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Bordeaux Wine

Bordeaux Wine

In 2017 the vineyards of Bordeaux suffered due to frost, heat and hail resulting in a much diminished yield that culminated in one of the most lacklustre en primeur campaigns in memory. Happily, 2018 saw far more favourable growing conditions giving a more abundant harvest of healthy grapes that should produce some terrific wines. While we await that outcome, we should enjoy the wines of the excellent 2015 and 2016 vintages that could rival the stellar 2009s and 2010s.

Château d'Abzac, whose 35 hectares of vineyards lie on gravelly soil 10 kilometres northeast of Pomerol, is an excellent source of well-made, keenly-priced, forward-drinking red Bordeaux. The château is classified as a historic monument and has been home to the D'Anglade family since 1796. Their popular 'Bordeaux Supérieur' is produced from pure Merlot that is vinified in stainless steel vats and matured for 2 years prior to bottling. It is effectively our 'House' Claret and has gained a loyal following for its bright red fruit scents and flavours plus supple tannins. It drinks wonderfully well from release and will readily support 3-5 years bottle age. In 2014 the D'Anglades bought a 1.5 hectare parcel of vines in Lussac-Saint-Émilion from which they produce their 'Château Milonblanc'. It is made from a blend of 90% Merlot and 10% Cabernet Sauvignon that is racked and raised in French oak barrels prior to bottling. It has a similar core of cassis fruit to the principal bottling but a little more weight and concentration and a firmer tannic grip. It merits decanting and makes an excellent partner to grilled red meat or mushroom dishes.

Denis Durantou, patron of Pomerol's acclaimed Château L'Eglise Clinet, also has vineholdings in neighbouring Lalande de Pomerol from which he produces his 'La Chenade' bottling that has long been considered a Bordelais bon marché by wine trade cognoscenti. Made from 80% Merlot and 20% Cabernet Franc it has classic 'pencil shaving' and black berry notes and a rounded palate of dark autumnal fruit over a background of fine-grained tannins. It will cellar well for a decade and longer still in superior vintages.

Buying mature classed-growth claret that isn't ruinously expensive is not easy, but we were pleased to procure a parcel of 'Château Batailley' Pauillac in the diminutive 2012 vintage for your (and our) delectation. Made from a blend of Cabernet Sauvignon, Merlot, Cabernet Franc and Petit Verdot in descending proportions it has attractive cedar scents and a smoothly-delineated black fruit palate supported by tannins that are beginning to sweeten and soften with age. Already drinking well, it should age gracefully for a further 10-15 years.

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  1. AOC Castillon Côtes de Bordeaux: Château La Brande 2015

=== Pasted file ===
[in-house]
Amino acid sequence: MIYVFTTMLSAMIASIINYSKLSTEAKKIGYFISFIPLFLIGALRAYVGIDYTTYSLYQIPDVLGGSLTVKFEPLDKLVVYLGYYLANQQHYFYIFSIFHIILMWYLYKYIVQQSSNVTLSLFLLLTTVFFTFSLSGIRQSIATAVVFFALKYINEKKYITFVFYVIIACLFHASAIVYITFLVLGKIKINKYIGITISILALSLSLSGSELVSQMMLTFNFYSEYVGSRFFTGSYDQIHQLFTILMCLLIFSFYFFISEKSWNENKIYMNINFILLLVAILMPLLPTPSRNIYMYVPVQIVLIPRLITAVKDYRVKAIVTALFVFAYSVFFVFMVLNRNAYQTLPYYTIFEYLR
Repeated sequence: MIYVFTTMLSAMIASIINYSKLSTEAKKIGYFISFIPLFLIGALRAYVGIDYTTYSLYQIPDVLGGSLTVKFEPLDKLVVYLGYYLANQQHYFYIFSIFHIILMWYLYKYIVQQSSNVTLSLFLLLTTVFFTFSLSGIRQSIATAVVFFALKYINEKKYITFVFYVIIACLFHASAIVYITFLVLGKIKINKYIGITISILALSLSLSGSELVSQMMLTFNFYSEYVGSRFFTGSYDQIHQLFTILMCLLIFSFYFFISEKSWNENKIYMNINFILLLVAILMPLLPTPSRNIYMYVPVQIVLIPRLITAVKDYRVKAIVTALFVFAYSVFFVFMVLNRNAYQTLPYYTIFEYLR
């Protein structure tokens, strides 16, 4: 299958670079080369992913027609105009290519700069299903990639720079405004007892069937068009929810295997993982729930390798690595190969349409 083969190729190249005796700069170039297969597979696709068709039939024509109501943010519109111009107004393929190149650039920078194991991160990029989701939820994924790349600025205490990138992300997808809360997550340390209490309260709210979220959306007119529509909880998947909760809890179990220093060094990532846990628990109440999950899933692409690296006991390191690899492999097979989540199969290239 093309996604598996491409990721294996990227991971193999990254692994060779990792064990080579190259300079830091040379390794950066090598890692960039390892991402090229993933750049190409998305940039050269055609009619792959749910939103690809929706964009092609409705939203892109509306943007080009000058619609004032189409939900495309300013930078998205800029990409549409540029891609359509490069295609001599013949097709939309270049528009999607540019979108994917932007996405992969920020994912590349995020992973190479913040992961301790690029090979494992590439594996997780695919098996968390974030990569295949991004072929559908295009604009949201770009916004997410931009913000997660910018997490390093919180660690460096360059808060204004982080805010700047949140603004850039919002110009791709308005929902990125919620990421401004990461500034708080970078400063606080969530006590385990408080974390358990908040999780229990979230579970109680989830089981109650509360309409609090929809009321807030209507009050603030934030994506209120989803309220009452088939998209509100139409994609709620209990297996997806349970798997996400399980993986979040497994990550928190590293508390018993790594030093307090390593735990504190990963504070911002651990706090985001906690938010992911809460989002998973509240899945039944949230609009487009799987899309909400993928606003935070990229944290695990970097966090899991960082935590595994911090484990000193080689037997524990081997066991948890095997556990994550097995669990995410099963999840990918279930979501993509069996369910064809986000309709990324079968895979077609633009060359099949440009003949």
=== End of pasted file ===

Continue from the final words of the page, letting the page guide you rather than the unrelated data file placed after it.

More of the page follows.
Bottle
    £16.50
    Bottle (Case)
    £198.00
  2. Pomerol: Château Gombaude-Guillot 2012
    Bottle
    £48.00
    Bottle (Case)
    £576.00
  3. Bordeaux Supérieur: Château d'Abzac 2016
    Bottle
    £13.25
    Bottle (Case)
    £159.00
  4. Pauillac: Château Batailley Grand Cru Classé 2012
    Bottle
    £45.00
    Bottle (Case)
    £540.00
  5. Lussac-Saint-Émilion: Château Milonblanc 2015
    Bottle
    £18.50
    Bottle (Case)
    £222.00
  6. Bordeaux: Lalande de Pomerol 'La Chenade' 2014
    Bottle
    £24.00
    Bottle (Case)
    £288.00
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Quick & Easy Guide to the wines of Bordeaux

Walk tall among wine royalty along the quays of Bordeaux.

Overview:
No city in the world has a stronger association with wine than Bordeaux. Essentially divided into the 'left bank' of the Gironde estuary (west of the city and dominated by Cabernet Sauvignon) and 'right bank' (east and Merlot), the region benefits from a mild maritime climate. The famous 1855 classification (requested by Emperor Napoleon III for the Paris exhibition) created the five-tier Cru classé system which represents 61 châteaux of the left bank Médoc, below which are the Crus Bourgeois. The right bank commune of St-Émilion has its own classification system. One should not overlook the wonderful sweet wines of Sauternes & Graves or great value 'satellite' appellations such as Lalande-de-Pomerol or Montagne-St-Émilion.

Area Under Vine:
With over 10,000 chateaux managing 120,000 hectares under vine, this is the largest AOC region in the world. Over 50% is classified Bordeaux or Bordeaux Supérieur.

Key AOCs:
Pauillac, St-Estèphe, St-Julien, Margaux, Pomerol, St-Émilion, Pessac-Leognan, Sauternes, Graves.

Principal grapes:
Cabernet Sauvignon, Merlot, Cabernet Franc, Petit Verdot, Malbec. For the whites – Sauvignon, Semillon, Muscadelle, Ugni blanc and Colombard.

Notable domaines:
Lafite, Latour, Mouton-Rothschild, Haut-Brion, Pavie, Cos d'Estournel, Cheval Blanc, Pètrus, Le Pin, Yquem.

Local delicacies:
Lamproie à la Bordelaise (eel cooked in red wine), local oysters from Arcachon Bay, canelé (dark caramel cakes).

Restaurants we like:
La Tupina (Bordeaux), Fernand (Bordeaux), L'Escale (Lamarque), Le Parasol (Royan).

Famous people from the region:
Francois Mauriac (writer). That's it.

Things to do:
Climb Europe's highest sand dune (Cap Ferret), stroll through the pretty vineyards on the plateau of Pomerol or the hills of St-Émilion, hone your tasting skills at the Maison du Vin, promenade along the world heritage-designated quayside, visit Bernard Magrez's contemporary art exhibition housed in the 18th century mansion Hôtel Labottière, take a river cruise on the Gironde.

Bien classique:
Bordeaux Supérieur: Chateau d'Abzac

Autre chose:
Haut-Medoc: Chateau Sociando-Mallet